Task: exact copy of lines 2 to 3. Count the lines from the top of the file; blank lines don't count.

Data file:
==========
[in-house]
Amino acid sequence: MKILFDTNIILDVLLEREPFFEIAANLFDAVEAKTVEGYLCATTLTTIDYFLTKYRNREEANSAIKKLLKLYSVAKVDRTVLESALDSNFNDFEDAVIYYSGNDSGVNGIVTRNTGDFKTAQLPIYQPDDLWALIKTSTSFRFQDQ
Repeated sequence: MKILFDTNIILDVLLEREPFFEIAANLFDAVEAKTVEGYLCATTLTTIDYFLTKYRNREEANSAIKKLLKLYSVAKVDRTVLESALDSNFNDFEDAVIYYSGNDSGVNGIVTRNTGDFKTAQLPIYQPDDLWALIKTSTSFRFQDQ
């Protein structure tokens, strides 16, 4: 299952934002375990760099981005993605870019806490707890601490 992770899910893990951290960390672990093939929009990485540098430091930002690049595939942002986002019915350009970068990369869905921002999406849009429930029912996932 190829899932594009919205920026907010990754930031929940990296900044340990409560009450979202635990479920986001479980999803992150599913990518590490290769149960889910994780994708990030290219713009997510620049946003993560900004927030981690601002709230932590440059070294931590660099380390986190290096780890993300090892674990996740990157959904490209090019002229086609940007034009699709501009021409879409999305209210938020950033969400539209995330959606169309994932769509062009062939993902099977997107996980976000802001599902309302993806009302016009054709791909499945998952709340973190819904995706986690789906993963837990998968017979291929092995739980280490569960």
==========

Amino acid sequence: MKILFDTNIILDVLLEREPFFEIAANLFDAVEAKTVEGYLCATTLTTIDYFLTKYRNREEANSAIKKLLKLYSVAKVDRTVLESALDSNFNDFEDAVIYYSGNDSGVNGIVTRNTGDFKTAQLPIYQPDDLWALIKTSTSFRFQDQ
Repeated sequence: MKILFDTNIILDVLLEREPFFEIAANLFDAVEAKTVEGYLCATTLTTIDYFLTKYRNREEANSAIKKLLKLYSVAKVDRTVLESALDSNFNDFEDAVIYYSGNDSGVNGIVTRNTGDFKTAQLPIYQPDDLWALIKTSTSFRFQDQ